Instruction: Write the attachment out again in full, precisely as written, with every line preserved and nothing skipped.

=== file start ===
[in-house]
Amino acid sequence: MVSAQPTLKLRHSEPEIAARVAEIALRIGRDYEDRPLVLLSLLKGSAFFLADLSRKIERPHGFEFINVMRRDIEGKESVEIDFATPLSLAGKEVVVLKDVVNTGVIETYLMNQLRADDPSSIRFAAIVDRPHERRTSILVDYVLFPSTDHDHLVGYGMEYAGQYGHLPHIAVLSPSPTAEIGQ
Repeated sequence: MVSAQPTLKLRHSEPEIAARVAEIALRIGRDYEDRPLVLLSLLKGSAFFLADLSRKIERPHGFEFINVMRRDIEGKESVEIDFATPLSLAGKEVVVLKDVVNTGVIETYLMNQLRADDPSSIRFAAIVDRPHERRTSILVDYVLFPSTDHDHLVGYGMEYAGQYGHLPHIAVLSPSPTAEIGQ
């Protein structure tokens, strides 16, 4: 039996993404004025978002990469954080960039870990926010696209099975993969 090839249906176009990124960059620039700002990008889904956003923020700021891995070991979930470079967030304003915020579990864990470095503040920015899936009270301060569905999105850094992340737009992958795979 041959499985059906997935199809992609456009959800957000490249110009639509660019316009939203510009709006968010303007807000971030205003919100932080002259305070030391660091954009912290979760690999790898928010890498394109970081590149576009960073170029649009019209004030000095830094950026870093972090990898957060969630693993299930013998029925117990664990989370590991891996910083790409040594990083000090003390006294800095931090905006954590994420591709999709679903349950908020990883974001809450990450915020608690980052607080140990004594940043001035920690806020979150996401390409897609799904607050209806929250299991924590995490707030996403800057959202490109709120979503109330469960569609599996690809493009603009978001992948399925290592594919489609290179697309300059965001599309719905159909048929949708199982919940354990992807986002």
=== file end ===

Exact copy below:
[in-house]
Amino acid sequence: MVSAQPTLKLRHSEPEIAARVAEIALRIGRDYEDRPLVLLSLLKGSAFFLADLSRKIERPHGFEFINVMRRDIEGKESVEIDFATPLSLAGKEVVVLKDVVNTGVIETYLMNQLRADDPSSIRFAAIVDRPHERRTSILVDYVLFPSTDHDHLVGYGMEYAGQYGHLPHIAVLSPSPTAEIGQ
Repeated sequence: MVSAQPTLKLRHSEPEIAARVAEIALRIGRDYEDRPLVLLSLLKGSAFFLADLSRKIERPHGFEFINVMRRDIEGKESVEIDFATPLSLAGKEVVVLKDVVNTGVIETYLMNQLRADDPSSIRFAAIVDRPHERRTSILVDYVLFPSTDHDHLVGYGMEYAGQYGHLPHIAVLSPSPTAEIGQ
């Protein structure tokens, strides 16, 4: 039996993404004025978002990469954080960039870990926010696209099975993969 090839249906176009990124960059620039700002990008889904956003923020700021891995070991979930470079967030304003915020579990864990470095503040920015899936009270301060569905999105850094992340737009992958795979 041959499985059906997935199809992609456009959800957000490249110009639509660019316009939203510009709006968010303007807000971030205003919100932080002259305070030391660091954009912290979760690999790898928010890498394109970081590149576009960073170029649009019209004030000095830094950026870093972090990898957060969630693993299930013998029925117990664990989370590991891996910083790409040594990083000090003390006294800095931090905006954590994420591709999709679903349950908020990883974001809450990450915020608690980052607080140990004594940043001035920690806020979150996401390409897609799904607050209806929250299991924590995490707030996403800057959202490109709120979503109330469960569609599996690809493009603009978001992948399925290592594919489609290179697309300059965001599309719905159909048929949708199982919940354990992807986002």